HELLO! I'm Billy Marrows. For the 2016 Lancaster Youth Jazz Commission I've been writing a new suite in which each piece stems from a different concept of the traditional Indonesian music, Gamelan. Here’s a sneak preview.
I am a guitarist originally from North Yorkshire now based in London, studying Jazz at the Royal Academy of Music. Earlier this year I won the Dankworth prize for jazz composition for my octet chart Destarata which can be heard here: https://soundcloud.com/billy-marrows/destarata
I'm excited to be working with a very talented octet made up of some of my favourite musicians to play with. The rhythm section is Will Barry on piano (Jasper Hoiby's Fellow Creatures), Will Harris on bass (Moonlight Saving Time and Michelson Morley), Luke Tomlinson on drums (Alex Bone's Said Skeleton) and myself on guitar. On trumpet/flugelhorn I have Alistair Martin (Tom Smith Septet), on alto saxophone is Tom Smith (BBC young jazz musician finalist in 2014 and 2016, Tom Smith Septet). Tom Barford will be playing tenor and soprano saxophones (Barry Green Sextet, Tom Barford's Asterope which I play guitar in - www.tombarford.com) and on trombone I have Olli Martin (has appeared with the Gareth Lockrane Big band and Femi Temowo's The Music is the Feeling).
I really enjoy writing for octet; it provides the intimacy and spontaneity of small group jazz whist offering a wide range of compositional colours and textures. Over the last year I've written a lot for this band and I'm very much looking forwards to our first public performance, at this year’s Lancaster jazz festival!
Hear the octet...
After being awarded the youth jazz commission back in May I discovered that writing octet music that explored ideas from gamelan was quite the challenge! I started of by doing research, it was not a music that I had ever studied before but had been intrigued by when hearing it performed in Java three years ago. During the writing process I found that many of my initial ideas were hard to realise and I got pretty stuck many times!
The first piece I wrote is built around an interlocking rhythm from Balinese gamelan called Kotekan. It is a fairly recent addition to the tradition in which to independent parts (called polos and sangsih) fit together to create a complete rhythm that can be played at ferocious speeds. Its role in the music is a faster embellishment to the lower main melody and it is played on the higher pitched instruments such as gangsa and reyong. More specifically, I explore kotekan telu and kotekan empat which combine some pitches sounded together with others occurring only in the space of the other part. I use these pattern in a variety of ways in the piece, bringing in other influences such as Steve Reich. It's been very interesting to work out ways to generate ideas for group free improvisation with it too.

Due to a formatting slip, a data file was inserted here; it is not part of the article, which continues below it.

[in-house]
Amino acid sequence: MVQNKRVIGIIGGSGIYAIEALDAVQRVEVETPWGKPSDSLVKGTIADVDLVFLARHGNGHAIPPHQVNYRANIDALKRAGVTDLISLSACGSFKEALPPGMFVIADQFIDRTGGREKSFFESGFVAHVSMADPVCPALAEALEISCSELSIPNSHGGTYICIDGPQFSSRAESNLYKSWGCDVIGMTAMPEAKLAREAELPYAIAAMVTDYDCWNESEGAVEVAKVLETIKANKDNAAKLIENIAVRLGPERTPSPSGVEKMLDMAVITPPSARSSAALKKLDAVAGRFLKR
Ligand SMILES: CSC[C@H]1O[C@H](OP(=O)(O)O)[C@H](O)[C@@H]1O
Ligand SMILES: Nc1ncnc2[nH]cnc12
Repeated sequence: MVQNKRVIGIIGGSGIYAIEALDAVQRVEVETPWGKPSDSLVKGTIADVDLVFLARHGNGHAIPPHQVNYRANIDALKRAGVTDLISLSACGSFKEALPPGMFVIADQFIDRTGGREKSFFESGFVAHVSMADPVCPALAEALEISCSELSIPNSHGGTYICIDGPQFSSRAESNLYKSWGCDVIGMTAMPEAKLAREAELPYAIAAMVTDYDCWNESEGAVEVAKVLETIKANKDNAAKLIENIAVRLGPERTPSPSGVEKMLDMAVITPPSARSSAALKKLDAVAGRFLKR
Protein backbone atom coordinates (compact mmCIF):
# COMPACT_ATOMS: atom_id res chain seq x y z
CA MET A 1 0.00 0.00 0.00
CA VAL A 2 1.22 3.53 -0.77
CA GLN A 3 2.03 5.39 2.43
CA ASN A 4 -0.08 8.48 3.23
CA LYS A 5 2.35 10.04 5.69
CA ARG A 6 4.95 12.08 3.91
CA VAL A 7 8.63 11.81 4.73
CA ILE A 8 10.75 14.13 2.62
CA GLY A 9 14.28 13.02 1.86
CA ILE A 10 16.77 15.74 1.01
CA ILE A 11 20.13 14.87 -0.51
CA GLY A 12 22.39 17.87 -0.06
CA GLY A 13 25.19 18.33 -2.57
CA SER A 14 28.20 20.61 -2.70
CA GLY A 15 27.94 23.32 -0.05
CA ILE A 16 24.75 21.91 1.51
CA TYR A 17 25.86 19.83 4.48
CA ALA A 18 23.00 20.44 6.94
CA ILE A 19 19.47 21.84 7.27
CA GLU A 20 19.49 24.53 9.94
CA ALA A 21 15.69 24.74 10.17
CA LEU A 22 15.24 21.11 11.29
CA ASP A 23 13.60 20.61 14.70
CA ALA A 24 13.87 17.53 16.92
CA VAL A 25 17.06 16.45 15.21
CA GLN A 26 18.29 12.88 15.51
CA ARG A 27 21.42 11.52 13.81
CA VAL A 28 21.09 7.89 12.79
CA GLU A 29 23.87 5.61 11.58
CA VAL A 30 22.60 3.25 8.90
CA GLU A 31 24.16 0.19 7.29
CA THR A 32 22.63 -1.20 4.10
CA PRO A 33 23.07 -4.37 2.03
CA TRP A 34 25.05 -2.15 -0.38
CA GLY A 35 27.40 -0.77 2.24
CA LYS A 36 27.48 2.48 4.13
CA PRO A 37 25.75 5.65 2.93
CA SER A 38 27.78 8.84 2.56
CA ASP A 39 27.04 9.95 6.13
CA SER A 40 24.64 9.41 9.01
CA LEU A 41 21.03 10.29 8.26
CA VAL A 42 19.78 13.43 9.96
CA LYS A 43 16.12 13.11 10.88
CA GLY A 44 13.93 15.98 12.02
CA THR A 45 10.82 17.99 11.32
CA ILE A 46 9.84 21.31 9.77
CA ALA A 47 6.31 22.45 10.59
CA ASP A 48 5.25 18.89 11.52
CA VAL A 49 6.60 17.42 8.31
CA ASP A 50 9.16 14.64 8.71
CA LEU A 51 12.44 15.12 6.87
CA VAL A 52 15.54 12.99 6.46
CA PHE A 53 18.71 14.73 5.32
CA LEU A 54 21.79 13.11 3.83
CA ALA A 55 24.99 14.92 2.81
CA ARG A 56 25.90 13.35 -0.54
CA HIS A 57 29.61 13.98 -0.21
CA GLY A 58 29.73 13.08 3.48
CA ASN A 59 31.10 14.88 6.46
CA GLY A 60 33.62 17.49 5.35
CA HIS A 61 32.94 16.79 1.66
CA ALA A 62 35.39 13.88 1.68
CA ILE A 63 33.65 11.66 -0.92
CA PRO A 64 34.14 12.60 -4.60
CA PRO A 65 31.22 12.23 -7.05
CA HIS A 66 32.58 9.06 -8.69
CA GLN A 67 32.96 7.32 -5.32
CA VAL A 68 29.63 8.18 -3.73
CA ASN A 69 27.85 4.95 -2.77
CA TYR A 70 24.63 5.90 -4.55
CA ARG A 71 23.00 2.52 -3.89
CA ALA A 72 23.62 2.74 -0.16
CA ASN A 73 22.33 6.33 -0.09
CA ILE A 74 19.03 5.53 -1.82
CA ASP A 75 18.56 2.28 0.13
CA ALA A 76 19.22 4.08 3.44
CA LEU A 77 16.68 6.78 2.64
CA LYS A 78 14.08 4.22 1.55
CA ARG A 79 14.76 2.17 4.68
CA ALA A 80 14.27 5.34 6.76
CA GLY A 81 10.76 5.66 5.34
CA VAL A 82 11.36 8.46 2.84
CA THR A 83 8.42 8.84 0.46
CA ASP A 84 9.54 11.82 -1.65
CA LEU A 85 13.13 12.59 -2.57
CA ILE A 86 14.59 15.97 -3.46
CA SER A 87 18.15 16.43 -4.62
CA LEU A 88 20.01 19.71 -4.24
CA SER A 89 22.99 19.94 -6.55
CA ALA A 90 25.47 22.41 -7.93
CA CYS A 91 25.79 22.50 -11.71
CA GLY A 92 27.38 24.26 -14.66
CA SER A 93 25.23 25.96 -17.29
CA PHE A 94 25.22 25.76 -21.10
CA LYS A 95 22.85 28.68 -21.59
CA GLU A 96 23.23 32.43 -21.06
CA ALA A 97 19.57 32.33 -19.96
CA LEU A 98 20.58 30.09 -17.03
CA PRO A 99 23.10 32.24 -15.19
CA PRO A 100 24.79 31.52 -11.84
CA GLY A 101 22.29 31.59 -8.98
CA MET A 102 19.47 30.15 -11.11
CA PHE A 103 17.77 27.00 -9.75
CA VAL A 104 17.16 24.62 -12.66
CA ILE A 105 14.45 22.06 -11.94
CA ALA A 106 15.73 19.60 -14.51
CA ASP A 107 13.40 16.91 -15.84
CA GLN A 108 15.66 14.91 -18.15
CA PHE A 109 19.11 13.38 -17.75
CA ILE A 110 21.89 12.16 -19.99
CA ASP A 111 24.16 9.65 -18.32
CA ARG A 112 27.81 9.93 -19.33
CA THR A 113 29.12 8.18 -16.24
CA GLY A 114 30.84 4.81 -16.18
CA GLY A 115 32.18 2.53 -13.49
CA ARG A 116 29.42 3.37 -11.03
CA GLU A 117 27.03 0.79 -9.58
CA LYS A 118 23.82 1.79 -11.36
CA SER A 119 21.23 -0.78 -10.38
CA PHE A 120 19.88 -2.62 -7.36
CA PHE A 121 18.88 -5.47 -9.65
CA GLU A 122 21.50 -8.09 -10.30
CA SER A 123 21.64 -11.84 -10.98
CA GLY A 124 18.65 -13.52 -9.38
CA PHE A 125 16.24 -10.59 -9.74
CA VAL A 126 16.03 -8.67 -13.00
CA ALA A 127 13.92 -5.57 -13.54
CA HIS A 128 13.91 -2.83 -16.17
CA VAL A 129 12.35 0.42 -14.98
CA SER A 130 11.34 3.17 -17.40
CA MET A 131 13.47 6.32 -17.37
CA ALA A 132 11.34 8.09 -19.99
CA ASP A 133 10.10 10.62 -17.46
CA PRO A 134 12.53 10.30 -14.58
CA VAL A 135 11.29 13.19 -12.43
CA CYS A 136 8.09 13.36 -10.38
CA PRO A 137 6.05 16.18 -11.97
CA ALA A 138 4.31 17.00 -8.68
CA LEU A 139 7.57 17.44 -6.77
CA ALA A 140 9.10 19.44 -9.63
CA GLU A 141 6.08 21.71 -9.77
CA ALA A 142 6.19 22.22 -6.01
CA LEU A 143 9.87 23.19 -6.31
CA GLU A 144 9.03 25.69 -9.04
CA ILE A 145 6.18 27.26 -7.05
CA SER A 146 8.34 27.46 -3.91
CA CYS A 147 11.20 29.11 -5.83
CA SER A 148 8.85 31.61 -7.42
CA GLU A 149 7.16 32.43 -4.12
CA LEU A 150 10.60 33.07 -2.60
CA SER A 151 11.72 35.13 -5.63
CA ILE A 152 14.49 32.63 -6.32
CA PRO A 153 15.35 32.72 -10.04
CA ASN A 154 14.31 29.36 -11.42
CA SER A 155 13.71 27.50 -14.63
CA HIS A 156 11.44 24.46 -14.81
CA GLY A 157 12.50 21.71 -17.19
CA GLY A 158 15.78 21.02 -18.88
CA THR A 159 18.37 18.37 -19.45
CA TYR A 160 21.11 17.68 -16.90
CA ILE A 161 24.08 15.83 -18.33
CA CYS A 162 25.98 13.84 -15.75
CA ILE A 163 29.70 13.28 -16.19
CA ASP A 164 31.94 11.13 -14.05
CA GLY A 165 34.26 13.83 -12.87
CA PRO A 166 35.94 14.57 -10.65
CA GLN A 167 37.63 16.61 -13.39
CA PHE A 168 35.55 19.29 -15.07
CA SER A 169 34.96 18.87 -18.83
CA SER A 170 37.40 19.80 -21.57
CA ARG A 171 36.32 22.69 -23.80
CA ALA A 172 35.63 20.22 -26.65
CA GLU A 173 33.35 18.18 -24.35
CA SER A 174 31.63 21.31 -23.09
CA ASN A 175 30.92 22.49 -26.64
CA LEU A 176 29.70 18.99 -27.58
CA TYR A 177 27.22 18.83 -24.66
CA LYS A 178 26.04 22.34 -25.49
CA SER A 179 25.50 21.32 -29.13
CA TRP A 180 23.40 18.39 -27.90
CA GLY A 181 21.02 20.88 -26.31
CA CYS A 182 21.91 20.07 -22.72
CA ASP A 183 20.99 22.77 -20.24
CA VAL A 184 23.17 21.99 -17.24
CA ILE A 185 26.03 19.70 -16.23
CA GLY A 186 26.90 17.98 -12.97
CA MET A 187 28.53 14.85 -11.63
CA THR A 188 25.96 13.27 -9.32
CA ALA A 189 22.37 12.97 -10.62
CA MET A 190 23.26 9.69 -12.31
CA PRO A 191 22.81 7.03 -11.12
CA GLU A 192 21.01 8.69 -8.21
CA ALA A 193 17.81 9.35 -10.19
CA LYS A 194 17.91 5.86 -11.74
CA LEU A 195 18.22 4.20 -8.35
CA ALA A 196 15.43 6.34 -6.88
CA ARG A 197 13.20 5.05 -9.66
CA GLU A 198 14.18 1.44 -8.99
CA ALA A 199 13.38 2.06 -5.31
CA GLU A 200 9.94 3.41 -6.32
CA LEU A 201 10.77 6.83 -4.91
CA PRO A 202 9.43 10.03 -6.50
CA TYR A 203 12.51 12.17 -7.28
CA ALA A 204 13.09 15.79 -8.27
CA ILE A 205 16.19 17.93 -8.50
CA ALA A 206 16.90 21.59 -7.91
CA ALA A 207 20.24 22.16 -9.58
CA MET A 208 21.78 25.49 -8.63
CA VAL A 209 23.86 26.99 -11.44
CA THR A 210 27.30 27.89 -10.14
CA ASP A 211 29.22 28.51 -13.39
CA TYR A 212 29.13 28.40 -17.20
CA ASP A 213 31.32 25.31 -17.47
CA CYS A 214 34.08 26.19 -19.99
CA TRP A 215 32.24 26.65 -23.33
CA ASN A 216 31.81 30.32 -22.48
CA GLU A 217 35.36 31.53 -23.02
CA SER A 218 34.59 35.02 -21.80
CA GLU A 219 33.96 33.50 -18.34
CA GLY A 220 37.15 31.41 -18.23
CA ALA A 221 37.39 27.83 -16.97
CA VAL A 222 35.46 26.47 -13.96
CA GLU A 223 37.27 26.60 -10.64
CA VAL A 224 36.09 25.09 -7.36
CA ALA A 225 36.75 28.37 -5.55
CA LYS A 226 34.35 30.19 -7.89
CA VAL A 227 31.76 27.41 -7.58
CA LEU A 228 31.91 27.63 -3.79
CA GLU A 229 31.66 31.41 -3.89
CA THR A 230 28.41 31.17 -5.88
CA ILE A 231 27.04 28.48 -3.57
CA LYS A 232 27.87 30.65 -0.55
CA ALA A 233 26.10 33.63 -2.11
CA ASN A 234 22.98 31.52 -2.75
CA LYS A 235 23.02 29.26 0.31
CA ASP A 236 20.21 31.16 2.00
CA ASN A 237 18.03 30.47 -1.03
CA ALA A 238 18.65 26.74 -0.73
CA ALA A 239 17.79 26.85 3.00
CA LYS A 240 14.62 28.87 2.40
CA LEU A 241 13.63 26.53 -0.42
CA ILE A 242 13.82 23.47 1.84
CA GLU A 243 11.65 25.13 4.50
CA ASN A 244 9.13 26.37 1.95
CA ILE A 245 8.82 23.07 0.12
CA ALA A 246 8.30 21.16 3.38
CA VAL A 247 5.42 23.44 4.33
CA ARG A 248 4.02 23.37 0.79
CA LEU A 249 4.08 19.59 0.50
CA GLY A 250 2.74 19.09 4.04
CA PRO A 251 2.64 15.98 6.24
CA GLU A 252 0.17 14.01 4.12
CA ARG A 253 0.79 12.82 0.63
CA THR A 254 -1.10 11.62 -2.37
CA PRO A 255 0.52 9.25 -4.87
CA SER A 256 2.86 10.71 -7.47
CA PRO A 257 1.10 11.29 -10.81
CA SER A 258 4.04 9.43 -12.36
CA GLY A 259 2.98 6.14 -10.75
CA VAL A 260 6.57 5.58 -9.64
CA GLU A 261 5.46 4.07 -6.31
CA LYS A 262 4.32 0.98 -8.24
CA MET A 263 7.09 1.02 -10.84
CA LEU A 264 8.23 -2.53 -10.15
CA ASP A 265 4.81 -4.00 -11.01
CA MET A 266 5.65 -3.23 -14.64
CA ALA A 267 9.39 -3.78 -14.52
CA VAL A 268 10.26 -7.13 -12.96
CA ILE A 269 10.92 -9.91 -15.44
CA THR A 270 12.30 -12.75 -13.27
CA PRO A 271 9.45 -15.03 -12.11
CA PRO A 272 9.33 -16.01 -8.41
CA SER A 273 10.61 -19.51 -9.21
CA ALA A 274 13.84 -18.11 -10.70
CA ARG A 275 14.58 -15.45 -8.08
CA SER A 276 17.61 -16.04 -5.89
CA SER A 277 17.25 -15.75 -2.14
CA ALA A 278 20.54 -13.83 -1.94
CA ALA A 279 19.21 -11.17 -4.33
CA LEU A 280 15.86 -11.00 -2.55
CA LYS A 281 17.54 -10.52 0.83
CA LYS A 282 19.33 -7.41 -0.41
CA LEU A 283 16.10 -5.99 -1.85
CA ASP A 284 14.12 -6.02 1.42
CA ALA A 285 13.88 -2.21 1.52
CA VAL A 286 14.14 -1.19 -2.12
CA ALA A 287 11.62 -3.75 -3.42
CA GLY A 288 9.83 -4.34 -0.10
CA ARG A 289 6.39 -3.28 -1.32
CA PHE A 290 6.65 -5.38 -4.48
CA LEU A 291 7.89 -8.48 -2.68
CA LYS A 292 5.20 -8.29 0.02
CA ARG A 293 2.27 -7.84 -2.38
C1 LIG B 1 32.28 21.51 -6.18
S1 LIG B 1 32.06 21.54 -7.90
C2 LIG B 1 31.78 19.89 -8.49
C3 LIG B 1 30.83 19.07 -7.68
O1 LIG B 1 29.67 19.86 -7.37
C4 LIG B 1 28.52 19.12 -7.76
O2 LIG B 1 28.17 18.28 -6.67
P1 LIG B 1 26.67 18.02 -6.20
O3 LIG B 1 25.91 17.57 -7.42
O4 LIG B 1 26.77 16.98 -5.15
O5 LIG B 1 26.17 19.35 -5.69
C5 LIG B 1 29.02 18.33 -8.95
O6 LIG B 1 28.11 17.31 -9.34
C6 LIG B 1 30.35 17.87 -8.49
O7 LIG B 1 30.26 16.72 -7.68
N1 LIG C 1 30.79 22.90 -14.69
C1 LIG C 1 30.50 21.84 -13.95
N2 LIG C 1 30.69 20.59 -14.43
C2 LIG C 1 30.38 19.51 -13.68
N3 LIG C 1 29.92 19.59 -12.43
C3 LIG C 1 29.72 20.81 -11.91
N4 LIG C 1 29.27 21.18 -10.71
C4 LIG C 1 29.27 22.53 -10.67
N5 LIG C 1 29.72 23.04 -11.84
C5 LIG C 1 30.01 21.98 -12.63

In gamelan the lower instruments such as the sarons and slenthem play a slow 'skeleton' melody called the balungan. This is embellished with variations of itself at faster rates in the higher instruments, creating what is known as a heterophonic texture. In my own take on this, I have written a composition in which the melody is accompanied by a bass line that is the melody played at a much slower rate and in a different key (a tritone away...)! I bring in the influence of Django Bates and Weather Report, in particular the ever building melodies of the two Wayne Shorter compositions Elegant People and Palladium.
I've experimented with emulating the sounds of the gamelan orchestra with extended techniques on the guitar. Particularly interesting is the way they tune pairs of the same instrument slightly apart to create a shimmering interference beating effect.
Another interlocking rhythm that caught my interest was that which the gender panerus plays; each hand of the musician plays an independent rhythm that fills the gap in the other hand, keeping the momentum sustained. I've written a swinging Bob Brookmeyer-esque chart that began life by experimenting with applying this concept to the relationship between the hits and the melody...
I'm very excited to premiere all of this brand new music at the festival on the 17th September at 2pm in the Hall! You can hear a sneak preview of some of the music from rehearsal here
Billy Marrows / Youth Jazz Commission 2016
Saturday 17 September, 2pm
Commissioned for Lancaster Jazz Festival and Selected by Lancaster Jazz Festival Members.
Supported using public funding by Arts Council England
Presented in partnership with J. Atkinson & Co.